The Sprint Burndown – WHY? Part II

This series will talk about the WHYs behind a commonly used, misused, and abused concept in Scrum: the Sprint Burndown. A Release Burndown is an entirely different thing, with different goals and a different audience, which these posts will not cover at all. The confusion between these two burndowns, especially understanding the different audiences, is one thing that leads to misuse of the Sprint Burndown.

Last time, we talked about the basics and the core why behind the Sprint Burndown. Now, let’s talk about the Sprint Backlog in more depth, and at the same time move towards the bigger picture of metrics and audience.

This post answers questions like, “Can I, as a manager, use the Sprint Burndown to gauge the performance and progress of the team?”

  • Understand that a burndown is a crude, single metric – so there’s a lot of conversation that needs to come along with it. That is, just having a Sprint Burndown, even if it’s accurate and up-to-date, is rarely enough to-know-where-you-are (see the previous post about why this is an important need). For an example, enter the Daily Scrum – if the SB looks good today, but Jimmy is totally stopped on a huge, key task, for example – the team should hope they’re not just looking at the SB and saying “looks great, moving on…”, and they should hope Jimmy is speaking up (or at the very least, the Scrum Master is helping facilitate that), because things are not “great.” That’s not where they actually are, regardless of what the SB says.
  • That said, the SB is useful all by itself as a trigger for explicit adaptations – “we’re not where we thought we would be, even a crude metric like the Sprint Burndown can show us that – what are we going to do?” If you’re not using it as a trigger to adapt, and just looking at a drift from the ideal trend line and saying things like:

    “Well, maybe it will get better.”


    “Let’s just work harder!”


    “It’s really not that bad, I’m about to close 4 tasks and then the line will go down, trust me…”

    – then I actually recommend you stop using it immediately, because you’re not doing anything with it that’s intended – you’re not really believing it (you might say you’re not actually inspecting it), and most importantly you’re not using it to adapt. You’re wasting your time, and you or someone else is likely drawing conclusions from it that are very dangerous because they’re so detached from reality.

  • This “problem” (it really isn’t a problem, it’s just the nature of the thing) – that the SB isn’t all that useful by itself, other than as a trigger for more granular discussions around adaptations made in response to its inspection – is much greater, with even more implications for the outside (of the team) observer of the SB. Anyone outside of the team should be very careful about drawing any conclusions without additional information from the entire team. “Don’t draw sweeping conclusions from isolated metrics,” is one cliche that applies here. You can probably start to guess where I’m taking this…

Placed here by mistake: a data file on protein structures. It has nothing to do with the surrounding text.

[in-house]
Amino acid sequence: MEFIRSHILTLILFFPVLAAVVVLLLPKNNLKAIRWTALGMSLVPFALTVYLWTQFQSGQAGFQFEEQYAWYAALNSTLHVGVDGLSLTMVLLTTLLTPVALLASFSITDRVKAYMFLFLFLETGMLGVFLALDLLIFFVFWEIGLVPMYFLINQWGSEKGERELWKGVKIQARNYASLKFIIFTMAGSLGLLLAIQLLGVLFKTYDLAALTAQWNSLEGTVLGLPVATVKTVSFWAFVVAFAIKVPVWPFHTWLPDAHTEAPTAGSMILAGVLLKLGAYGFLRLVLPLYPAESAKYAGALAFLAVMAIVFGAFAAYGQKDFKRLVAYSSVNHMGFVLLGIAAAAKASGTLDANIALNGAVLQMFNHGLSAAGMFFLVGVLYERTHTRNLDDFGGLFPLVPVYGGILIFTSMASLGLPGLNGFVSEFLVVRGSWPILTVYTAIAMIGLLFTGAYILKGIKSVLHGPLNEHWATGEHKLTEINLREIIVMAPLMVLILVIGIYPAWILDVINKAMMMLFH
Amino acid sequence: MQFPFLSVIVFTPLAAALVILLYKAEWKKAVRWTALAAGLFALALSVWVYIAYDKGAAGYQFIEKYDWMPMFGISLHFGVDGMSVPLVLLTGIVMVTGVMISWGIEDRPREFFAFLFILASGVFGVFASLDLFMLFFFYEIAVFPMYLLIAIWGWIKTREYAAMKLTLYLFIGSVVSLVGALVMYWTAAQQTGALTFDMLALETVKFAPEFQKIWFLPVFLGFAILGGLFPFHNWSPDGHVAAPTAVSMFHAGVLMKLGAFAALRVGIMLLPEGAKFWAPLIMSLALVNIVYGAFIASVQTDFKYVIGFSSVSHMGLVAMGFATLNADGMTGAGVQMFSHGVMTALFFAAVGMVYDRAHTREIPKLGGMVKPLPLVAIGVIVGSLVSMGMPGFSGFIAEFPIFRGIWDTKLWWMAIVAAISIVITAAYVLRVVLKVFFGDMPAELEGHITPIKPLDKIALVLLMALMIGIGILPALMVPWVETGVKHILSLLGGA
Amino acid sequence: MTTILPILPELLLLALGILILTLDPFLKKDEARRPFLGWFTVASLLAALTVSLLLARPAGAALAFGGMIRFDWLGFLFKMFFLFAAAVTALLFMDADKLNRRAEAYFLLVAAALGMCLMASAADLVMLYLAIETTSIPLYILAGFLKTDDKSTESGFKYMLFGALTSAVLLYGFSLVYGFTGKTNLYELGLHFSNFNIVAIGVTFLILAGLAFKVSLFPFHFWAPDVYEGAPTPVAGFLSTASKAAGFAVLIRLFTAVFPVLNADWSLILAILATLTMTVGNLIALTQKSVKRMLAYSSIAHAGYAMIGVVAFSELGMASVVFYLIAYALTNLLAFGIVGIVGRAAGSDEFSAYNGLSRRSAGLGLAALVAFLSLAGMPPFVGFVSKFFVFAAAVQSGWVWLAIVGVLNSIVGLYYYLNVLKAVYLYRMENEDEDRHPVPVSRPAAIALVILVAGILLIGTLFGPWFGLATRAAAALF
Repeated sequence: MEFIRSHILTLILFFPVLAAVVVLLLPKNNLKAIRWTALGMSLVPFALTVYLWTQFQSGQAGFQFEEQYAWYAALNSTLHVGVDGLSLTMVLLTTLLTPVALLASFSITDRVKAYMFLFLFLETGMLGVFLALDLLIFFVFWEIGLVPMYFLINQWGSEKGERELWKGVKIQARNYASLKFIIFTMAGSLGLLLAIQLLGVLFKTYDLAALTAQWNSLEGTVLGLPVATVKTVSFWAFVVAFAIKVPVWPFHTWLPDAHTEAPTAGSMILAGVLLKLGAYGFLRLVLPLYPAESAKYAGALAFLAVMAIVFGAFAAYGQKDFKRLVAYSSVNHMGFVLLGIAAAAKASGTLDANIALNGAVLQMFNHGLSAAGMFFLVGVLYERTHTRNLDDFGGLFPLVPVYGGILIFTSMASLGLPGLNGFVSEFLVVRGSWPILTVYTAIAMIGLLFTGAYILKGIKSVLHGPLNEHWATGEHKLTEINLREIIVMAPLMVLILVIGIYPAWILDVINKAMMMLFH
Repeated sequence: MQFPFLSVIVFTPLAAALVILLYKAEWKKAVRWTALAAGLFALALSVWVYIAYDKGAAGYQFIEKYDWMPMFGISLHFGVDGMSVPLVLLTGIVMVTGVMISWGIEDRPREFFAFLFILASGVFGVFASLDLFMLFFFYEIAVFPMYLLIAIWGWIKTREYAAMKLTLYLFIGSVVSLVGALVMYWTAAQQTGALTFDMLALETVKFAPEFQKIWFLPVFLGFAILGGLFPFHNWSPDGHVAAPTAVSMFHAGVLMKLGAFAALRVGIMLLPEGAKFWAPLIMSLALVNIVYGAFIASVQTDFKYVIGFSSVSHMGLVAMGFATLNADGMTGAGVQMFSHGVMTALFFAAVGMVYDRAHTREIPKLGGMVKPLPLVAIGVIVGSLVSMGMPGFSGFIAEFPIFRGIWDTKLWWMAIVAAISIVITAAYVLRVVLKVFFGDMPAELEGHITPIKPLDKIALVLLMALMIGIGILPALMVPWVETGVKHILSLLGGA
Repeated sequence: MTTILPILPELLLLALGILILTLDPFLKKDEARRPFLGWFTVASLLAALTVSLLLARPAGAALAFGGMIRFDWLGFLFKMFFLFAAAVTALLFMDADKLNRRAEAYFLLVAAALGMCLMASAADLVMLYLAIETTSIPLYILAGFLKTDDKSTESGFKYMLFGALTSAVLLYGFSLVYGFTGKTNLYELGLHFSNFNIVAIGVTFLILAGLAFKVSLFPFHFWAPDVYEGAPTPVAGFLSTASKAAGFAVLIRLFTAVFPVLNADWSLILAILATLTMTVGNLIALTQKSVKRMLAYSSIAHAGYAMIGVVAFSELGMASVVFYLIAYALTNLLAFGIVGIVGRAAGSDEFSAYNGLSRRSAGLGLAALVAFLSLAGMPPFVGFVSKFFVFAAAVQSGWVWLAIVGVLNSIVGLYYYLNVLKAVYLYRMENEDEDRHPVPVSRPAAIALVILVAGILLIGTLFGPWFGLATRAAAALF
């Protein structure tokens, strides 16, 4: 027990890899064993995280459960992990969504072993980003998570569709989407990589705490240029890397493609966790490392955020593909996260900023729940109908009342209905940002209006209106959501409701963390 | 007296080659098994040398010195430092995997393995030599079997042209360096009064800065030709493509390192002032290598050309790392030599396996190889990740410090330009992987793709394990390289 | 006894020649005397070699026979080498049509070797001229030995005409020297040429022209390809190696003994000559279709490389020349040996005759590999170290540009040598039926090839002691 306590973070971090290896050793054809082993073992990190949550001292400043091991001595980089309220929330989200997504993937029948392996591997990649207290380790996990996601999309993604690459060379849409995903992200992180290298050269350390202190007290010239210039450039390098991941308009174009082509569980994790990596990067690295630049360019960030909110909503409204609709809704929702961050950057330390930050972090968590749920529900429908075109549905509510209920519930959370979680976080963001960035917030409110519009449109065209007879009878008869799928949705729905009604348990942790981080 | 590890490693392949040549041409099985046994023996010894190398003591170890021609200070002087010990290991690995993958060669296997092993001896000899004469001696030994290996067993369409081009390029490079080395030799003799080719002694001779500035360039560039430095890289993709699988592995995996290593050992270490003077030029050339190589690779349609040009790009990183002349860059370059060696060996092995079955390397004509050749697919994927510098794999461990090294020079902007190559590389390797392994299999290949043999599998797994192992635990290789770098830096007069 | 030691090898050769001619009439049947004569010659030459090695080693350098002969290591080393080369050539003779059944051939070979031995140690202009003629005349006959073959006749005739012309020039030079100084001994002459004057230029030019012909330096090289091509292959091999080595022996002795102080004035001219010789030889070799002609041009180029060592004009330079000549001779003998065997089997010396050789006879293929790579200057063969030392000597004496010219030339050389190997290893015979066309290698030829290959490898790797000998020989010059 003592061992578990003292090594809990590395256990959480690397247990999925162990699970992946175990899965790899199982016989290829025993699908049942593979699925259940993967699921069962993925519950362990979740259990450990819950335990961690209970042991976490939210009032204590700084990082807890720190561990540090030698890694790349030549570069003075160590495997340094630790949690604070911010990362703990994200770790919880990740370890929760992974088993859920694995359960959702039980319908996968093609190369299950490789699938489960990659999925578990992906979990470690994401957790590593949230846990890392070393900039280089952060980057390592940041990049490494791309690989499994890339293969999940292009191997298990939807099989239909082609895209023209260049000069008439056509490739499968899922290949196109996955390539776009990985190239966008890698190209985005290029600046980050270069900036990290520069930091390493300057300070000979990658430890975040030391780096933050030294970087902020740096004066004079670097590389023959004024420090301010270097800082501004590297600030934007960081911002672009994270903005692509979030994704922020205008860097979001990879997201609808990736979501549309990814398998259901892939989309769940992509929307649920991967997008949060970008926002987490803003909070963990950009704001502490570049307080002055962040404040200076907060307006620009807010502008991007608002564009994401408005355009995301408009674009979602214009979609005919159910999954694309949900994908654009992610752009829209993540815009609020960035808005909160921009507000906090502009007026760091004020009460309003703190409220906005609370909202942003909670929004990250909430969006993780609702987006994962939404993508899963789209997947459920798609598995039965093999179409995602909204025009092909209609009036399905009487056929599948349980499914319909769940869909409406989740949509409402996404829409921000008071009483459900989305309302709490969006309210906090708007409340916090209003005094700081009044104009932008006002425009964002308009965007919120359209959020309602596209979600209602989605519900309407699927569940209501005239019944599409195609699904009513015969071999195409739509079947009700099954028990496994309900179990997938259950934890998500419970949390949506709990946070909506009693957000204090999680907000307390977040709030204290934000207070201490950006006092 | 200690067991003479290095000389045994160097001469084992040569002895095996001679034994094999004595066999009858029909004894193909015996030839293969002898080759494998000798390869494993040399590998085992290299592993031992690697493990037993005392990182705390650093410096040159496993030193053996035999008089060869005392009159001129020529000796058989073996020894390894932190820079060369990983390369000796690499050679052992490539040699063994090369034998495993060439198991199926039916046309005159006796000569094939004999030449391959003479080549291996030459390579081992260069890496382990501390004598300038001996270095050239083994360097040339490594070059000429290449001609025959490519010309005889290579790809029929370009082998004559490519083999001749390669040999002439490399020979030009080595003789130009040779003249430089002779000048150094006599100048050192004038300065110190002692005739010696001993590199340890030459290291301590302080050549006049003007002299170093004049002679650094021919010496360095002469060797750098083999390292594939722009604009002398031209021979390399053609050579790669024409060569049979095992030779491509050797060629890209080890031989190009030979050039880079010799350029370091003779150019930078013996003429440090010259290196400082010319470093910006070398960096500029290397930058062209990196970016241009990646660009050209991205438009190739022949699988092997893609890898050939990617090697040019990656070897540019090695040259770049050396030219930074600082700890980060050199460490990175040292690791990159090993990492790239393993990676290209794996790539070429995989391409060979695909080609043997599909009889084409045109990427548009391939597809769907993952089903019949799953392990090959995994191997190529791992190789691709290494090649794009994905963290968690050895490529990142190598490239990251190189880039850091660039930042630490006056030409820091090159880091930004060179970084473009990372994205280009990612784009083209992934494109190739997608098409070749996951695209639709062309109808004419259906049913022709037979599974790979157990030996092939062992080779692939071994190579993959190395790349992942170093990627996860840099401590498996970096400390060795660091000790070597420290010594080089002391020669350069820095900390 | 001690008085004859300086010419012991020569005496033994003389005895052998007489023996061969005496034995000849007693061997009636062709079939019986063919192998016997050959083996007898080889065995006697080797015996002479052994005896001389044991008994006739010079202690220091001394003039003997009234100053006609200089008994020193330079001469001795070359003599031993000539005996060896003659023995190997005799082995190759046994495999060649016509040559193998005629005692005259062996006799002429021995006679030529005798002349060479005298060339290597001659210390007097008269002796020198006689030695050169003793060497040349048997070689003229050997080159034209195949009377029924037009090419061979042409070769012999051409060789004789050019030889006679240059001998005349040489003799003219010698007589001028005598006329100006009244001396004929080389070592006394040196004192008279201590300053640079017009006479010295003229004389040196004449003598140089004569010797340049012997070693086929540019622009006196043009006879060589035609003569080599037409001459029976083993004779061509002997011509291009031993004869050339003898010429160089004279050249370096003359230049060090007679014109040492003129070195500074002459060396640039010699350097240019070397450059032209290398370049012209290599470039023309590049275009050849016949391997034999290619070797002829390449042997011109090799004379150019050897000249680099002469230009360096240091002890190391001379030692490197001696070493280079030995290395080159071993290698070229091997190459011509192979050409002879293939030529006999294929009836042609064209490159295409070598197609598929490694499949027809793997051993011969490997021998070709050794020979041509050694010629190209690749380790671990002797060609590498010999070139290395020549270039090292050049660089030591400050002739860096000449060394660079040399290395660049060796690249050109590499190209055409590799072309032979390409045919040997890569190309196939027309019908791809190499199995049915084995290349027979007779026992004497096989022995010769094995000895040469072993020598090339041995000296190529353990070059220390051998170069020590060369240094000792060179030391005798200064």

• The SB, when used, or any other how used to meet need-to-know-where-we-are, is explicitly for the team, as one tool that will help guide them to meeting their Sprint Goal. Outside observers don’t have enough context for it to mean anything of value to them by itself, and for the team to add the context would involve so much time on their part (it would go well beyond just observing the Daily Scrum) that you may as well put the outside observer onto the team – which is impractical for all sorts of reasons, and not what the outside observer is after, anyway. Even so, I oftentimes see managers and others outside of the team trying to use one simple thing, like a Sprint Burndown, to draw conclusions that have nothing to do with what’s being tracked, or the actual goal of the artifact in question.
  • The questions and conclusions I see these outsiders trying to understand – whether the team is successful and performant, whether they need help and what kind of help, whether medium- or long-term goals are in jeopardy, whether we’re happy with the return on investment of this team in the context of building this product – are all very good things which I encourage you and them to understand. A Sprint Burndown, quite literally, tells you none of these things. Let me repeat:

    A Sprint Burndown, quite literally, tells you none of these things.

    Trying to use it for these means will be very frustrating for people outside of the team, because it just won’t work. Trying to use it for these means will be very frustrating for people on the team, because that inevitably comes across as (and most often actually is) micromanagement.

OK, so I’ve said that the SB is not the tool for understanding these things, but also that these things are still valuable – so, what are some good tools to understand these things?

Next time we’ll talk about the answer to that question, which will also actually help us understand more about the Sprint Burndown.

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